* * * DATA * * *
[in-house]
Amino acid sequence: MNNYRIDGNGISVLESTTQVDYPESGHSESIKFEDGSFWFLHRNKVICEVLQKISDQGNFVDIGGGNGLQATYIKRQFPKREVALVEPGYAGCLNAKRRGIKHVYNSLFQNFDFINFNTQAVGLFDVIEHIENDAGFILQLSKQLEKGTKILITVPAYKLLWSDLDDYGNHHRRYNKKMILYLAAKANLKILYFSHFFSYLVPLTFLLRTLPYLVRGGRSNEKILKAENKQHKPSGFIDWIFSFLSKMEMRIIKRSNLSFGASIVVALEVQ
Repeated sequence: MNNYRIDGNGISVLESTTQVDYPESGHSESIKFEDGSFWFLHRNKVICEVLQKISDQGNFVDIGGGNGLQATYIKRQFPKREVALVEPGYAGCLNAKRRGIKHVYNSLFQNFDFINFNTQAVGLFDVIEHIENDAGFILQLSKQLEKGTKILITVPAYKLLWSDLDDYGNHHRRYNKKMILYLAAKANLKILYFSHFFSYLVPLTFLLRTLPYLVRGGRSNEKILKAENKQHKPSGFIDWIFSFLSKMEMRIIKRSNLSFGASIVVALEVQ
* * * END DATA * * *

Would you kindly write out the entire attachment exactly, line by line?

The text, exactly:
[in-house]
Amino acid sequence: MNNYRIDGNGISVLESTTQVDYPESGHSESIKFEDGSFWFLHRNKVICEVLQKISDQGNFVDIGGGNGLQATYIKRQFPKREVALVEPGYAGCLNAKRRGIKHVYNSLFQNFDFINFNTQAVGLFDVIEHIENDAGFILQLSKQLEKGTKILITVPAYKLLWSDLDDYGNHHRRYNKKMILYLAAKANLKILYFSHFFSYLVPLTFLLRTLPYLVRGGRSNEKILKAENKQHKPSGFIDWIFSFLSKMEMRIIKRSNLSFGASIVVALEVQ
Repeated sequence: MNNYRIDGNGISVLESTTQVDYPESGHSESIKFEDGSFWFLHRNKVICEVLQKISDQGNFVDIGGGNGLQATYIKRQFPKREVALVEPGYAGCLNAKRRGIKHVYNSLFQNFDFINFNTQAVGLFDVIEHIENDAGFILQLSKQLEKGTKILITVPAYKLLWSDLDDYGNHHRRYNKKMILYLAAKANLKILYFSHFFSYLVPLTFLLRTLPYLVRGGRSNEKILKAENKQHKPSGFIDWIFSFLSKMEMRIIKRSNLSFGASIVVALEVQ